Cookies (also known as internet cookies, web cookies, browser cookies or HTTP cookies) are small pieces of information in the form of a text file, containing a string of letters and numbers. This file is sent from a website to the person’s browser where they get saved before going back to the same website.
Each cookie is unique in its own way and can’t pass viruses or capture personal information on your computer. It enables the websites to work more efficiently, recognizing and remembering certain information, such as login details. Cookies are very common, and you probably have thousands of them stored right now on your computer.
The “term” cookie was first created in 1994 by the Netscape team of developers who were trying to figure out how to solve the problem of online shopping. They were trying to find a way how certain websites could “remember” the customer’s personal data and items they want to buy. One tiny text file stored on a user’s computer could solve this problem.
The term itself is an allusion to the Fortune Cookie, a Unix application that produced different messages (or fortune) each time when they start. Since then, cookies have become an integral part of user’s web browsers.
Cookies are used to deliver different types of information from the user’s browser to the website he is visiting. That being said, there are many different reasons why a website is using cookies, such as:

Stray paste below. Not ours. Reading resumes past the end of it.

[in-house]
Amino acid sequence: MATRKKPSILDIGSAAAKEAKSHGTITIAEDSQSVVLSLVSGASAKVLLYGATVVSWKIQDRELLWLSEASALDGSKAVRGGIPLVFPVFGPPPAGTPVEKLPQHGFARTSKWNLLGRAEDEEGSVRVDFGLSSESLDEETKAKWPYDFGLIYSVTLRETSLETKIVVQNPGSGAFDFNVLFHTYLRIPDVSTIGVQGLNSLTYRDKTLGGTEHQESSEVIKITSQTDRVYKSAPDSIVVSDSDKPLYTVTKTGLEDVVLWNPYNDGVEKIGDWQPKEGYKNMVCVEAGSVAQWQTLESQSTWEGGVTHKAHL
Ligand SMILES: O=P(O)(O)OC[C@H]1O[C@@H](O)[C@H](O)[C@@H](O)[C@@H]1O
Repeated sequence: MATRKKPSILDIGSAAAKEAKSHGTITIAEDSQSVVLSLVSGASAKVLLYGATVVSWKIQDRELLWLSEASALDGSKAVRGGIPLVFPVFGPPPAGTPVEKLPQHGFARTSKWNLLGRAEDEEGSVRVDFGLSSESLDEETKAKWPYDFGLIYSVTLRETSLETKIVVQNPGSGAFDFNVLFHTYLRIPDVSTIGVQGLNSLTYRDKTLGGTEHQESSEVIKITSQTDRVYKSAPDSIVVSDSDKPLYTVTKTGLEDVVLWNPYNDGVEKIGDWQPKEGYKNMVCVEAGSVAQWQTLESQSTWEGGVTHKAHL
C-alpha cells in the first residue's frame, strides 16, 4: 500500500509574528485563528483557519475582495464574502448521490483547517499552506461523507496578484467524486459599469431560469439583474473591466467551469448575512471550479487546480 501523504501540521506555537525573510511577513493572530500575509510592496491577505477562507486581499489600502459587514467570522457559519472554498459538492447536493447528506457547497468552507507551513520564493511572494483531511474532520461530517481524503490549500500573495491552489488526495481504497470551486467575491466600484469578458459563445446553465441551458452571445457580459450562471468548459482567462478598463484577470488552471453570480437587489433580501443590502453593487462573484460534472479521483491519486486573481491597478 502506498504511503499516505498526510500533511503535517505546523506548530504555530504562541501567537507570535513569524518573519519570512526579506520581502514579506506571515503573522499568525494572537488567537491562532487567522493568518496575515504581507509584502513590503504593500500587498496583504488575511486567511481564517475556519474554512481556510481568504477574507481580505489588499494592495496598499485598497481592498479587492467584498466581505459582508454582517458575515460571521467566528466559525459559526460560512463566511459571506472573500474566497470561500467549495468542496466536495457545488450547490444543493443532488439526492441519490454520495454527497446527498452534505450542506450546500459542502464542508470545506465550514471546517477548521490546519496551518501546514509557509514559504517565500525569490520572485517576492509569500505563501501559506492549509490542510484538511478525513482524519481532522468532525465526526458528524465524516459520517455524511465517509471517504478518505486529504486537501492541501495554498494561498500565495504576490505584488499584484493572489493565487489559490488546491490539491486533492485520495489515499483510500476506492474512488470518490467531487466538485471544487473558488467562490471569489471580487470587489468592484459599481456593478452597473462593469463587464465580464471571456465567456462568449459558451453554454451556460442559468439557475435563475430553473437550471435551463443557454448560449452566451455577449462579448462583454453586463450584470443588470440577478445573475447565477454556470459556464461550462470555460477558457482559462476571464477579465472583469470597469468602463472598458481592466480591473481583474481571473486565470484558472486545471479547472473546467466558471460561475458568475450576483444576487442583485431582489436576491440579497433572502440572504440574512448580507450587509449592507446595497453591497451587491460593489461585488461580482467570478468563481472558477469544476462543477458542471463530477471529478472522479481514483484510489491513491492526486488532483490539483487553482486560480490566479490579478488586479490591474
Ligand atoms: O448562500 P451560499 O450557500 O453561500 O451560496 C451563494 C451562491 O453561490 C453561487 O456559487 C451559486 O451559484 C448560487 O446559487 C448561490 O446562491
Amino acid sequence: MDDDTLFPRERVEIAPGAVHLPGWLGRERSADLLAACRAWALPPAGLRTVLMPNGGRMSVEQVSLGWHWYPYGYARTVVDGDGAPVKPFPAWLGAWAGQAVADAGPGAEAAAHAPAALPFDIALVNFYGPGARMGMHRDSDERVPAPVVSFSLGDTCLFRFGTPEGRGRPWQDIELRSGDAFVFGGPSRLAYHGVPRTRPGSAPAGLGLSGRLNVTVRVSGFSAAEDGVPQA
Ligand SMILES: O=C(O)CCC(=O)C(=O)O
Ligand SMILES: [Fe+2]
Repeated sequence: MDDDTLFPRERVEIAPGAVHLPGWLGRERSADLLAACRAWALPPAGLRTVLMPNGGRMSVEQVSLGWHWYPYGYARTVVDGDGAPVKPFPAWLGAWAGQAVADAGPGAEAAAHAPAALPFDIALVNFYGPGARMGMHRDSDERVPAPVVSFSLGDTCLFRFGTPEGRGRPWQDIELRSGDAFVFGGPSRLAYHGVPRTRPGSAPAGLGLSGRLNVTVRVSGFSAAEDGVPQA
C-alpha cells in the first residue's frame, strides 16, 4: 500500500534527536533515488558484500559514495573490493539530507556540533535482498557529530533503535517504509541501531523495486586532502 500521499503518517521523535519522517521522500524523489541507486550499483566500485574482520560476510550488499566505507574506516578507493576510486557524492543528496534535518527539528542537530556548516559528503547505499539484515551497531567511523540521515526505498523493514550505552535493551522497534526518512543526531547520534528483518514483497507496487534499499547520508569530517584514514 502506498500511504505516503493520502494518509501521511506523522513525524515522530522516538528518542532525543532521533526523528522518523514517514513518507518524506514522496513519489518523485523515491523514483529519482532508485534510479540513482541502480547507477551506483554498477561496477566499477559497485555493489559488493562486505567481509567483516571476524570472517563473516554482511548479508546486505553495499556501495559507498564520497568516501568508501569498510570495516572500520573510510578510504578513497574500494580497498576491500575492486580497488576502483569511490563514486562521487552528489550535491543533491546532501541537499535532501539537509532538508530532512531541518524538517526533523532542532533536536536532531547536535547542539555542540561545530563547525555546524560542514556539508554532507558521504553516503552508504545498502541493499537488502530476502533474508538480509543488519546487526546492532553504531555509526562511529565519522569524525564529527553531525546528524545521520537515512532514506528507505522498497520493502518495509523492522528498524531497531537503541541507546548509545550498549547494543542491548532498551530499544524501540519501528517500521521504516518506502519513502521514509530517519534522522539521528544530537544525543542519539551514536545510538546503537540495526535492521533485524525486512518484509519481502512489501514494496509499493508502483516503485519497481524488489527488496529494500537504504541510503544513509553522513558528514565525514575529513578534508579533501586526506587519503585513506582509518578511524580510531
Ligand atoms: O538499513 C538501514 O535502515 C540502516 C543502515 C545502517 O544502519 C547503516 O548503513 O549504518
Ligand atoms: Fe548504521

Aa process of securely carrying your information through various sessions. For example, any website that allows you to log in may offer you to remember your information so you don’t need to enter your “username” and “password” each time you visit it.
Storing user data such as age, gender, location, interests, preferred theme, layout, font size or similar data.
Tracking all user activities and behavior on websites, search engines, or social media, to compile this data and create statistics about how people use their site. The main purpose is usually to be able to target audience groups according to the collected data. Google Adsense uses tracking cookies to display relevant ads
There are several types of cookies that may be created depending on their purpose and how they’ll be used.
These cookies are used to store temporary information. The information is acquired through a single session or the time between the opening and closing of your browser. Once you close your browser, they are automatically deleted. Their purpose is to remember the actions you have performed on the website, for example, the items you have placed in your online shopping cart.
In contrast to session cookies, permanent cookies are not deleted once you close your browser but they stored on your hard drive until the expiration date or until you delete them manually. They are used to remember, for example, login details (username and password), to avoid entering them every time you visit a particular site.
The term “first party” means getting cookies directly from the website’s domain you are on. For example, once you land on the website forbes.com, this website can automatically create a cookie which is saved on your computer.
These cookies are related to external domains as they are not issued by the website’s domain you are on. For example, if you visit the website nytimes.com, you may get a first-party cookie created by the website. However, the website may have advertisements displayed on one of the pages which issues a third-party cookie by the service serving those ads, such as Google Adsense.
Cookie files need to be stored somewhere to be able to remember what you did on the website or something else. As such, they’re stored directly on your hard drive by your browser. The next time you visit that website, your browser will send saved cookies to the website’s server, allowing the server to use the saved information.